Here are some interesting details that were discovered during the process of indexing the British 1881 Census:
* The wife, mother, and daughter of James Christmas were all named Mary Christmas.
* Frank Guest was listed as a visitor.
* Harriet Goodhand was listed as a domestic servant.
* The families of William Lovegrove, Henry Dearlove, and William Darling all lived on the same block in Oxfordshire.
* A woman named Rose married Robert Garden.
* Emma Boatwright married a seaman.
* Mr. Thorn lived in Rose Cottage.
* Robert Speed, a bus driver and post runner.
* Robert Robb, a detective officer.
* Phoebe Brain, a scholar.
* One woman's birthplace was listed as "in stage coach between Nottingham and Derby."
* John Pounder, a blacksmith.
* William Scales, a piano maker.
* Herman Hamberger, born in Greece.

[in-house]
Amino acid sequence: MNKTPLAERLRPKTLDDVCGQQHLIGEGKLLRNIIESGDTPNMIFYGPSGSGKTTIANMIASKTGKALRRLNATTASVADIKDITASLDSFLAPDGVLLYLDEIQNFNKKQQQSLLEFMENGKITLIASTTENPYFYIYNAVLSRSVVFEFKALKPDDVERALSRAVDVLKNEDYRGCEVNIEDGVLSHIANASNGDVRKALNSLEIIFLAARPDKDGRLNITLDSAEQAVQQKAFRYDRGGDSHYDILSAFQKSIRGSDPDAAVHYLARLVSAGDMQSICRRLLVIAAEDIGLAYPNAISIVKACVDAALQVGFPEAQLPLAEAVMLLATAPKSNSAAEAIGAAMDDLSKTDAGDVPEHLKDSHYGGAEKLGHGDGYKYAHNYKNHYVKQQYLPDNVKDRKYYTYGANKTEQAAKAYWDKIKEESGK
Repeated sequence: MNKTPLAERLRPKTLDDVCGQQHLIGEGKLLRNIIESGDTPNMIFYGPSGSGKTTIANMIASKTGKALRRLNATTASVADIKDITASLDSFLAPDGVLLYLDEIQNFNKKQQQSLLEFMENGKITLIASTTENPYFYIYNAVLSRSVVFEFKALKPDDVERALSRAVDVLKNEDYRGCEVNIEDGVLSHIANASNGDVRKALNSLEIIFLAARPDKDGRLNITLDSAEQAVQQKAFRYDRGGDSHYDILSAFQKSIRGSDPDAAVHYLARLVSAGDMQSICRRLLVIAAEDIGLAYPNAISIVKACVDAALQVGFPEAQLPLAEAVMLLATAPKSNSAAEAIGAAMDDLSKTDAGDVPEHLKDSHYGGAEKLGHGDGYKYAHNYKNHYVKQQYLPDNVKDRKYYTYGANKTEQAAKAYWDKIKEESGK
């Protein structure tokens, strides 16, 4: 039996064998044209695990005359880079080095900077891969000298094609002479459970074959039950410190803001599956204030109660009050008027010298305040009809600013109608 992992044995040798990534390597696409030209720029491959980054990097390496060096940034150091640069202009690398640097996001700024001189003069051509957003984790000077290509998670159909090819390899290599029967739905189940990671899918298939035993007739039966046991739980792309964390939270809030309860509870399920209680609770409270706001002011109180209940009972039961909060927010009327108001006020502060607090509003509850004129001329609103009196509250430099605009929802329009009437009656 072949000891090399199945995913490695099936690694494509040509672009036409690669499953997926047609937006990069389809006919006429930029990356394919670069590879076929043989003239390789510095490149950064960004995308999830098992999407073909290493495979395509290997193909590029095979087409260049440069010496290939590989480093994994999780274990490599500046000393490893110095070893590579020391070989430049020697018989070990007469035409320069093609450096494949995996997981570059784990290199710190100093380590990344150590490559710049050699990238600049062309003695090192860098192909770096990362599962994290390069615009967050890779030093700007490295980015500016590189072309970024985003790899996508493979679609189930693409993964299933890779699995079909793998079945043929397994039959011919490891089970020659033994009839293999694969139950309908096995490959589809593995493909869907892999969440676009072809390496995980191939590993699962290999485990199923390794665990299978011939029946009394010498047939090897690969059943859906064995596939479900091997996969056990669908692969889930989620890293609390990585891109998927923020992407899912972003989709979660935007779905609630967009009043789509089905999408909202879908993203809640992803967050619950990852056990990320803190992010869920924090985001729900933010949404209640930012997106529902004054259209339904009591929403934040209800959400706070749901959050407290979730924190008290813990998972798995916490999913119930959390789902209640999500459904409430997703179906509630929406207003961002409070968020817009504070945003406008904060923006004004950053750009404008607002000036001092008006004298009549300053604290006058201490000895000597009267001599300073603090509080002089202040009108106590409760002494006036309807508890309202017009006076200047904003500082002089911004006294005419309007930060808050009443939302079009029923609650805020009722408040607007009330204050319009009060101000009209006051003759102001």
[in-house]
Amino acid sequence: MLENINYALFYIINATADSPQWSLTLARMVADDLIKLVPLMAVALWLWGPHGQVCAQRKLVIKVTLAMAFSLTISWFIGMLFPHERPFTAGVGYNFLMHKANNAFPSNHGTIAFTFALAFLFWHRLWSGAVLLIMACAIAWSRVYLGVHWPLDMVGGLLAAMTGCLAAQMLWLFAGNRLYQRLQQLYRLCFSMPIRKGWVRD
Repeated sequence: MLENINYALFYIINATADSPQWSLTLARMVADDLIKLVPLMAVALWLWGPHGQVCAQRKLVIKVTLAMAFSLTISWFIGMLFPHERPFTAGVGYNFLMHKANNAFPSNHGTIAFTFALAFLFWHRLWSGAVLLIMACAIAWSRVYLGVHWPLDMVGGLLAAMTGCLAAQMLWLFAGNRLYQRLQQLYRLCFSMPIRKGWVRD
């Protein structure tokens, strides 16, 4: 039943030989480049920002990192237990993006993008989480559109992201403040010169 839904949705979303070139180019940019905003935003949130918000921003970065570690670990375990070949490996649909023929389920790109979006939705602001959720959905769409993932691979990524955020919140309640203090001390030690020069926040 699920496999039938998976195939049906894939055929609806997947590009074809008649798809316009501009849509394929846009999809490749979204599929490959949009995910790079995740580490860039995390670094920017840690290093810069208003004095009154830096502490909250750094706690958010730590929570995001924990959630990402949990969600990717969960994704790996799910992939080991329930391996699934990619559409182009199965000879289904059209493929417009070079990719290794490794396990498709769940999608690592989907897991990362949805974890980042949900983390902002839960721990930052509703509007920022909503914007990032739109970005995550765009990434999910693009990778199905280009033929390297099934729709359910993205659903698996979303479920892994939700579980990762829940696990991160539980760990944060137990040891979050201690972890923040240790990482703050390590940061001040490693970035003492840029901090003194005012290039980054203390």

* Curious occupations: dirt refiner, hoveller, moleskin saver, piano puncher, sparable cutter, spittle maker, tingle maker, and whim driver.
* Twin four-year-old's named Peter the Great and William the Conqueror.
* Brothers named Seaman and Landsman.
* The occupation of three daughters was entered as "They toil not, neither do they spin."
~ Found in the Ensign magazine of the Church of Jesus Christ of Latter-day Saints, March 1996, p. 58. ~
... the word "inmate" in old papers may refer to a person living in the home of another person, not necessarily an institution?
... "Freeman" is a designation once used to mean an unmarried man.
... "Domestic" once meant a housewife, not necessarily a servant.
... "Housekeeper" would mean a property owner, male or female.
... "Mrs." or "Mistress" with a woman's name usually meant she was a wealthy woman, and that was the proper way to address her.
... "Mr." or "Mister" was used only for a man of wealth, or one who was educated. A retired man might have been referred to as a gentleman.
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